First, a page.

Lose Weight: Research In To Whether Diets Really Work?by Steve Burns
According to the World Health Organisation, 20 per cent of adults around the world are overweight. In the UK alone, 22 per cent of men and 24 per cent of women fall into that category, making us the fifth most obese country in the developed world.
In a shocking new report it is claimed that one in eleven deaths in the UK can be attributed to obesity. That's on the same level as smoking, i.e. over 100,000 needless deaths every single year as a result of our inability to control what we eat.
So it's clear that we are in serious trouble unless we can learn how to control what we eat and therefore no surprise that the global diet industry is big, big business. With trends as they are, it's unlikely ever to run out of customers. So the big question is: do diets really work?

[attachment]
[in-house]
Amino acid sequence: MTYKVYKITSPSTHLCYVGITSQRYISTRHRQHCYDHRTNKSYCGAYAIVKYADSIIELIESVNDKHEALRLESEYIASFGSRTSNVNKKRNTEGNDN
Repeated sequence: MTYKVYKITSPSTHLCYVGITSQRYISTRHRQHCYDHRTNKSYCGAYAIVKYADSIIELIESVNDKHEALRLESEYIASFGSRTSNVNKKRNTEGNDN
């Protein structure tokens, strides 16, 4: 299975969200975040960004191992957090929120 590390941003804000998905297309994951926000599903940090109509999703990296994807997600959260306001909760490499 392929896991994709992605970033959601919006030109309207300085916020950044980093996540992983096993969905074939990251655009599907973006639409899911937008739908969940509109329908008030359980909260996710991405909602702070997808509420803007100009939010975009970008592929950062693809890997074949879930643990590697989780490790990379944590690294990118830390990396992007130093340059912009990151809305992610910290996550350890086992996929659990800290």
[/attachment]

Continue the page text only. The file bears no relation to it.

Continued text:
Amazingly, 13 million people in the UK, according to Mintel, are on a diet of one kind or another. Under pressure from society and hoping for almost instant weight loss, many take up celebrity fad eating plans such as the baby food diet, glamorised by Cheryl Cole and Jennifer Aniston or the Master Cleanse diet of maple syrup mixed with lemon juice, cayenne pepper and water, favoured by Beyoncé Knowles; neither very safe nor practical, nor likely to lead to any kind of long term benefit in relation to changing an individual's eating habits and behaviours.
Comprising of commercial weight loss clubs, food companies, pharmaceutical firms and publishers, the global diet industry it earns $55 billion a year, according to CNBC and most promise fast, permanent results. Weight Watchers's strap line, for example, is: "decide to lose weight for the last time."